Rainbow over Beppu Ferry Landing

Please -- Learn from our mistakes -- research your route ahead of time, figure out what regions make the most sense to visit (and when), maximize the 7 day interval options so as not to leave days on your pass unused.  And order your passes well in advance (the vouchers are good for 3 months, so in hindsight, I really should have managed this while we were in the US for the holidays, except, of course, I had no idea from where and when we'd be flying to Japan...)

Our final route (with a few additional stops between Nagoya and Tokyo, but more or less on the lines shown here).

Anyways, there we were.  We had vouchers for the whole country and 18 days to use them.  We'd thought we might want to go visit Sapporo during the Snow Festival.  But... by the time we got around to thinking about booking hotels everything within our price range was completely sold out.  Okay, one decision made, we'd just stay off Hokkaido (the main North island).

After reading the guidebooks and considering our options, we decided to hit a few musts:  Osaka, Hiroshima/Miyajima, Fukuoka/Kyushu (visit with my friend from Italian Language school), Shikoku, and a visit with my childhood exchange student, likely in Kamakura, as she loves it and we'd never been.

Totally snowing on our Shinkansen from Tokyo to Osaka.

Osaka.  I'd heard it was a great food city, that the people were warm and friendly, and that it was just a great place.  So, we headed straight there on the highest value use of the pass this trip after one night in an airport hotel and an hour wait to exchange the vouchers for the JR pass at the Narita JR station.  When we arrived it was so cold that even with my gloves and hat I wondered what the hell we were thinking with considering going north to Hokkaido -- it was snowing on our Shinkansen south to Osaka from Tokyo!

Sunset from Miyajima.

We proceeded along our loose route, booking as far in advance as I thought was reasonable, but each time we kept getting screwed by finding decent rates 4-7 days in advance, only to try to book 2-3 days in advance and find everything gone or much more expensive.  Lesson:  Don't take your SE Asian (or South American) travel norms with you to Japan -- do some advance planning.  You do not have to worry about whether you will get to where you are planning to go on time.  You Will Arrive On Time!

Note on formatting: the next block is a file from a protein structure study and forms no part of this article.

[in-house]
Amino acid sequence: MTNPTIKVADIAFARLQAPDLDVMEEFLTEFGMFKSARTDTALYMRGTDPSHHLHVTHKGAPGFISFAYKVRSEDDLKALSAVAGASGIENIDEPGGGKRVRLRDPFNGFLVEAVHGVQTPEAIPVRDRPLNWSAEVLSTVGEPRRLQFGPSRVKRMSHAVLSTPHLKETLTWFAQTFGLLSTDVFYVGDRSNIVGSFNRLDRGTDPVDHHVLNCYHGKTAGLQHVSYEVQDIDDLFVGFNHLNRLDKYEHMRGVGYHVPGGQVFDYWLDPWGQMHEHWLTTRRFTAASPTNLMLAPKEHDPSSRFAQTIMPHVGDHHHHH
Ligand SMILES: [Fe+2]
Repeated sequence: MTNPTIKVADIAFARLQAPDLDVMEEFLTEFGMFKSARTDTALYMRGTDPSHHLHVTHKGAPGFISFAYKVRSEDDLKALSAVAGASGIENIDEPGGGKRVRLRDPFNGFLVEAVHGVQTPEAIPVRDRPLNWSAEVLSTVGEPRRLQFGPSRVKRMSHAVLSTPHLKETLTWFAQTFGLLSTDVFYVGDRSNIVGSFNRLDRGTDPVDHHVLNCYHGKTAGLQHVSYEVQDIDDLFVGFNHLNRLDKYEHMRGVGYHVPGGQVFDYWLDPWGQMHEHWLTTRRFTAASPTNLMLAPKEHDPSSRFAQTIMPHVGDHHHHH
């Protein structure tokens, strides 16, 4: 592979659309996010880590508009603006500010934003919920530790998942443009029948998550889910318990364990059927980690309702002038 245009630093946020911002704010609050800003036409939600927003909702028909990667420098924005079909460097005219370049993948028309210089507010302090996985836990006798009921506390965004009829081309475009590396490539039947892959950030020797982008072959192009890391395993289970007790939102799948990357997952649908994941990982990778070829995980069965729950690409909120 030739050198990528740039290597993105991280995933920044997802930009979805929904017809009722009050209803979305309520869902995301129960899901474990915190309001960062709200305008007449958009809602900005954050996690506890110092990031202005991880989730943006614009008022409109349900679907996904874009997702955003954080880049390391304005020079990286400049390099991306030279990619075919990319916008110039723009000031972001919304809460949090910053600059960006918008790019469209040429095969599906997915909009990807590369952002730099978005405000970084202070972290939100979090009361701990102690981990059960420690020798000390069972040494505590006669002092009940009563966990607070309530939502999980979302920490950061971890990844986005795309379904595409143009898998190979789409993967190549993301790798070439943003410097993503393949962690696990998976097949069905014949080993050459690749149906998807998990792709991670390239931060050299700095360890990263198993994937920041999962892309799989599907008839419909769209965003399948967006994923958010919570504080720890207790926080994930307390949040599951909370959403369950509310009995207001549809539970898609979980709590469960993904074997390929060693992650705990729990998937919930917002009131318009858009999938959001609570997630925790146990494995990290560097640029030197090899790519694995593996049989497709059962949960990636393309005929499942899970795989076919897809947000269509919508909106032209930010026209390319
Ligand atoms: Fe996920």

One of a million photos of Miyajima Torii.

We maximized the JR pass the best we could and in the end, we essentially broke even.  The optimizer in me was dying to construct an itinerary that would have saved much more money, but that was not to be on this trip.  We paid $739 for the 21 day pass and when we're done, we'll have taken JR shinkansen, local rail, and metros that totaled roughly the same amount if we'd been in 2nd class.   The big differences were:

1) we were always in the Green Car, which means we always had 2X2 seating (2nd class is 2-3) and plenty of space to put our luggage up and enjoy our train snacks;

2) we never had to worry about the 2nd class car being sold out, which based on the boards we saw, could have been an issue for at-the-moment ticket purchases;

3) we never had to actually *buy* tickets.  We had to stand in line and get reservations for the shinkansen and reserved seat trains, but we never had to pay, and we didn't have to do anything other than wave our pass at the agents as we walked through for local non-reservation trains;

[edit to add #4] 4) On regular JR lines with Green Cars, you can sit in any available seat on a Green car (comfy reclining seat, 2X2, table - which makes eating so much less awkward, plenty of luggage space vs. adding your baggage to the cramped normal service cars and feeling like a jerk) and a conductor will come at some point to verify your pass is Green and confirm where you will be getting off (at which point, the lights above your head will turn green instead of blaring red and screaming that you are illegally in the seat).  Today, we learned some of the true value of these seats when we boarded the wrong train (but right time!) and the attendant came before we left, she asked for our destination and when we told her she explained that we needed to get off the train.  Extremely helpful!

JR-branded Shikoku-map train sake.  Brilliant (and delicious!)

We only paid out of pocket for 1 big leg of travel and that was the ferry from Beppu on Kyushu to Yawatahama on Shikoku.  At $30 per person for 3 hours, this ferry was high end luxury and an amazing value compared to its competitors between the islands in Thailand  (it helped us avoid some serious backtracking by rail to get to Shikoku on the pass).  This is potentially some of the money we would have saved and a rail route we would have taken for free if we had those 3 mythical unused days on our pass. 

And, sometimes your reserved seat is in a theme car, because Japan.
Overall, after getting over the sticker shock, I'm very pleased with how it worked out.  Realistically, we could have only known exactly when we'd be arriving and leaving Japan if we'd planned it as the first portion of the trip, and that would have been insanely cold.  So, given our constraints, I think we probably did the best we could.